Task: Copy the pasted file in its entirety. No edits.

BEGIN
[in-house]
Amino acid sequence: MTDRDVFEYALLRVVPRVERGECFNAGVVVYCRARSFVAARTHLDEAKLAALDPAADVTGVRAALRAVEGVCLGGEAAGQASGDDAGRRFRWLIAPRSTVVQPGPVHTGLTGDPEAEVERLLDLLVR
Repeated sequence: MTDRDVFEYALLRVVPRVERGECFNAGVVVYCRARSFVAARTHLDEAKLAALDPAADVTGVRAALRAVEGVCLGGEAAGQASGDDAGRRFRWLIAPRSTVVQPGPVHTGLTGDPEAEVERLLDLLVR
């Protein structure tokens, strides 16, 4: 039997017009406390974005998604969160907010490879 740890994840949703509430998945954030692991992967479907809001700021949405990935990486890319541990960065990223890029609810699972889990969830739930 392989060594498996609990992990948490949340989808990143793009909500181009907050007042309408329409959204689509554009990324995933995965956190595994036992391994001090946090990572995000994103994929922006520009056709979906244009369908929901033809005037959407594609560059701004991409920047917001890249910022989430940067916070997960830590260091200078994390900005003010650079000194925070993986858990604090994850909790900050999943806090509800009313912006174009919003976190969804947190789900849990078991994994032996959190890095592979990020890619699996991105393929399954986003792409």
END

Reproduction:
[in-house]
Amino acid sequence: MTDRDVFEYALLRVVPRVERGECFNAGVVVYCRARSFVAARTHLDEAKLAALDPAADVTGVRAALRAVEGVCLGGEAAGQASGDDAGRRFRWLIAPRSTVVQPGPVHTGLTGDPEAEVERLLDLLVR
Repeated sequence: MTDRDVFEYALLRVVPRVERGECFNAGVVVYCRARSFVAARTHLDEAKLAALDPAADVTGVRAALRAVEGVCLGGEAAGQASGDDAGRRFRWLIAPRSTVVQPGPVHTGLTGDPEAEVERLLDLLVR
């Protein structure tokens, strides 16, 4: 039997017009406390974005998604969160907010490879 740890994840949703509430998945954030692991992967479907809001700021949405990935990486890319541990960065990223890029609810699972889990969830739930 392989060594498996609990992990948490949340989808990143793009909500181009907050007042309408329409959204689509554009990324995933995965956190595994036992391994001090946090990572995000994103994929922006520009056709979906244009369908929901033809005037959407594609560059701004991409920047917001890249910022989430940067916070997960830590260091200078994390900005003010650079000194925070993986858990604090994850909790900050999943806090509800009313912006174009919003976190969804947190789900849990078991994994032996959190890095592979990020890619699996991105393929399954986003792409």